Given the controversy between Jesse Jackson and Bill Clinton over the remarks of rap artist Sister Souljah this summer, many observers were anxious to see whether Mr. Clinton's supposed snub of the black leader would have any effect on black voter turnout on Election Day. Last week the first exit poll data began trickling in -- and the results were, well, yes and no.
On the Friday after Election Day, the Joint Center for Political Studies in Washington reported that the black vote jumped 13 percent from its 1988 level. It based its findings on exit poll data compiled by Voter Research and Surveys, a respected New York polling firm. Then on Sunday, the New York Times published data from the same company showing a 13 percent drop in black voter turnout between 1988 and 1992.
Which figure to believe? Both, actually. They aren't directly comparable, simply because they measure different things.
The black vote did go up on Election Day: Both the absolute number of blacks who went to the polls and their proportion of the electorate grew significantly between 1988 to 1992.
But during the same period the black voting age population grew even faster. Since turnout measures the number of people who actually vote as a proportion of eligible voters, turnout fell because the absolute rise in the number of black voters didn't keep pace with population growth.
The black population is younger than the general population, and proportionately more young blacks than whites came of voting age between 1988 and 1992. Since young people are less likely to vote than older people, the influx of younger blacks into the black voter pool may account for some of the decline in turnout.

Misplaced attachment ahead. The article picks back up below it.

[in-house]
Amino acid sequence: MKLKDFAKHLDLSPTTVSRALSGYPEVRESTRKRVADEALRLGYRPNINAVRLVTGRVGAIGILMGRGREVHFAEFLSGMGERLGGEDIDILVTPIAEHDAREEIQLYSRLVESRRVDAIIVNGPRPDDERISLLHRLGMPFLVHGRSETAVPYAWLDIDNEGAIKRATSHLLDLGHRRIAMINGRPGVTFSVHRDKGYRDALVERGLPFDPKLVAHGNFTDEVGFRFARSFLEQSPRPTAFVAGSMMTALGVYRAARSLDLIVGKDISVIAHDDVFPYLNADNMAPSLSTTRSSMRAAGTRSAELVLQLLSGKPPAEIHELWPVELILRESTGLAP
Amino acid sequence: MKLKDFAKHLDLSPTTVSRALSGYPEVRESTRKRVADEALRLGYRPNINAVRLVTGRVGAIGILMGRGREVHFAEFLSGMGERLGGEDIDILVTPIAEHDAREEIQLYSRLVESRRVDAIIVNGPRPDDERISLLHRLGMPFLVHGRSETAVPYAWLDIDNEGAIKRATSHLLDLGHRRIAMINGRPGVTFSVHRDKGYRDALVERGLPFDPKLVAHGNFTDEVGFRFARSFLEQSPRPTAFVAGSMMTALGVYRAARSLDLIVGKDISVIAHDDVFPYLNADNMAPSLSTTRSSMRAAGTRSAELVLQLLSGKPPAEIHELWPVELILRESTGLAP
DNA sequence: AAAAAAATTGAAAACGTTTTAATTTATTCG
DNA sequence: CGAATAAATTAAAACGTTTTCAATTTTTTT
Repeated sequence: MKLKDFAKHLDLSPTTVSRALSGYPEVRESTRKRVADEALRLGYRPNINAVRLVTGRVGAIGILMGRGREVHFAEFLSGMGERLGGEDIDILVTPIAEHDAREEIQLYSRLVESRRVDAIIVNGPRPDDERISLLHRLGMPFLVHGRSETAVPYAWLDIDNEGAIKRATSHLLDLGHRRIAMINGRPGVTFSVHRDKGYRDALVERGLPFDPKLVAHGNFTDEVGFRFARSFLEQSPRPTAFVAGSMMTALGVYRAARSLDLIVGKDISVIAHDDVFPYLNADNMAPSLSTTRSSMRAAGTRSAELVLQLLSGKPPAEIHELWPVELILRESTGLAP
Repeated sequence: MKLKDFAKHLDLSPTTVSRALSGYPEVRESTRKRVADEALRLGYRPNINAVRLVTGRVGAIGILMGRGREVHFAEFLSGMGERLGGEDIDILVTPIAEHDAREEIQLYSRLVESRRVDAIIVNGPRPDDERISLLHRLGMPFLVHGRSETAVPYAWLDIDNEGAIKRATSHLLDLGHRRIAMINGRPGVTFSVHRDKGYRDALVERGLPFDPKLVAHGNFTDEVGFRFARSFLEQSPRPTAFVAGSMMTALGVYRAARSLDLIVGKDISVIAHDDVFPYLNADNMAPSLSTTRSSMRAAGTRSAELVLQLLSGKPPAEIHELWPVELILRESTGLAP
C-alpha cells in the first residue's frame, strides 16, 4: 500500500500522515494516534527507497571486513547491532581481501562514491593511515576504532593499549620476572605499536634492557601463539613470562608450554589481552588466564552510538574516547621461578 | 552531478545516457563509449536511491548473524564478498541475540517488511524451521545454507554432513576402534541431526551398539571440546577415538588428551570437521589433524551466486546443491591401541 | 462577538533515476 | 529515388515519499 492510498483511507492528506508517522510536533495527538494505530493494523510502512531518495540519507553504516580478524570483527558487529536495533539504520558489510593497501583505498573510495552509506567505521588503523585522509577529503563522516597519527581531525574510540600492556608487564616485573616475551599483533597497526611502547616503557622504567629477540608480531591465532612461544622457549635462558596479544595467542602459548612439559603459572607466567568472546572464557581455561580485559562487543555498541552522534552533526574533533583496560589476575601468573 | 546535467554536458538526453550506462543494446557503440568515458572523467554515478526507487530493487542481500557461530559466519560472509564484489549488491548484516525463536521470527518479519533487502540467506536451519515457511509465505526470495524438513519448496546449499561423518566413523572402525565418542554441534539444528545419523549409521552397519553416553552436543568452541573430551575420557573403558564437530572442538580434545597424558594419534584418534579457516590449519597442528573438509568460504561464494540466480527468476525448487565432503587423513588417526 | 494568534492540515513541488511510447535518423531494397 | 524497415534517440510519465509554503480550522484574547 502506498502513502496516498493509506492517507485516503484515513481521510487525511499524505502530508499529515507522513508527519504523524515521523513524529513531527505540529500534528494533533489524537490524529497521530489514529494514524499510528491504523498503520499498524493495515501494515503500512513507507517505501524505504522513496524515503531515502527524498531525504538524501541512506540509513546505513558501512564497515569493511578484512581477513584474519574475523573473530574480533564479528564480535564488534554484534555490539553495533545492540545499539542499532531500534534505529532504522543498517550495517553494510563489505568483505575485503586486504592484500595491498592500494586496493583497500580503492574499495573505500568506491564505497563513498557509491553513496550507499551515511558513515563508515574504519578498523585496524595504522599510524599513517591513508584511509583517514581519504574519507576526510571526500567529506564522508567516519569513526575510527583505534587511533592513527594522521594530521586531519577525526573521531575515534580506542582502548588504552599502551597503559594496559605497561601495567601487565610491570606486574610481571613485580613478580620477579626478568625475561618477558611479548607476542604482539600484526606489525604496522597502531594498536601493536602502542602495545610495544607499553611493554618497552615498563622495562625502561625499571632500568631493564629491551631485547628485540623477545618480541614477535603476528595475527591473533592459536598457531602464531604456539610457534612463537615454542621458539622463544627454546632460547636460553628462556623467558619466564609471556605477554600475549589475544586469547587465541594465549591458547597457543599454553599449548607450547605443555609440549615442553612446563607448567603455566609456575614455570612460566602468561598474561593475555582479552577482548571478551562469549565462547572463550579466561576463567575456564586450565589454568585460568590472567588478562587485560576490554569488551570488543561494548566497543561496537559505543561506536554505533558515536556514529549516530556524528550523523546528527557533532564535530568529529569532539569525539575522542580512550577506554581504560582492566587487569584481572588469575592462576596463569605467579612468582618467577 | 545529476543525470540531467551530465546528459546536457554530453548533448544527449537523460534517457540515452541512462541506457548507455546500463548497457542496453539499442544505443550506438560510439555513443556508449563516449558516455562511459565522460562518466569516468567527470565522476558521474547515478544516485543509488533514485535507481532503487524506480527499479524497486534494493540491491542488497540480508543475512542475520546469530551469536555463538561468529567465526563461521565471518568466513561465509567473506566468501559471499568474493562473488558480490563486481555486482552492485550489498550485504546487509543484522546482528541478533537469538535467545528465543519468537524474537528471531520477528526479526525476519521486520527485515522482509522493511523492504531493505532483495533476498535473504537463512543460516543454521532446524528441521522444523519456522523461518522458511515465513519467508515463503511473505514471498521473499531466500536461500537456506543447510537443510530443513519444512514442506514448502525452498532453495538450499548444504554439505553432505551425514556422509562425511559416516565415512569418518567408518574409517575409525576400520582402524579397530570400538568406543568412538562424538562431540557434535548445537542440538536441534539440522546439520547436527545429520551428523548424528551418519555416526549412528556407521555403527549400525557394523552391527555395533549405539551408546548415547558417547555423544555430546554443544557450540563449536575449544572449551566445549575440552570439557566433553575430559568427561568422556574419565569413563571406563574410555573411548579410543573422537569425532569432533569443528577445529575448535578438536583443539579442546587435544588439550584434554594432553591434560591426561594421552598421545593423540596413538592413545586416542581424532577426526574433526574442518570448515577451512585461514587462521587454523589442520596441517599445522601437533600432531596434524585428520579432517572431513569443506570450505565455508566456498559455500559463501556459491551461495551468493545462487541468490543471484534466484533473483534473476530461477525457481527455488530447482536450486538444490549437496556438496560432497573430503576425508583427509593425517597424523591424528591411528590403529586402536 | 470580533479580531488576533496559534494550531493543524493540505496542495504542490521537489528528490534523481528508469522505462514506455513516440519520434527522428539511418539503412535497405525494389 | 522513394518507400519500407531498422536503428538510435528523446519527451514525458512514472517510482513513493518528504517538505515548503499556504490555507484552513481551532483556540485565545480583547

Another factor may have been Jesse Jackson's absence from the Democratic primaries. Black turnout jumped in 1984, for example, when Mr. Jackson registered thousands of new voters in his first bid for the presidency.
Does any of this suggest a diminished role for black voters in Bill Clinton's election victory? On the contrary, the overwhelming black vote for Mr. Clinton -- 83 percent -- almost exactly equaled the Democratic nominee's margin of victory.
The Clinton victory also demonstrates that Mr. Jackson is not the only influential black politician to watch. Note the host of black elected officials, from Mayors Kurt Schmoke and Maynard Jackson to Reps. Kweisi Mfume, John Lewis and Mike Espy, whose efforts were crucial to the Clinton victory. Look for these newer leaders to play an increasingly important role under a Clinton administration.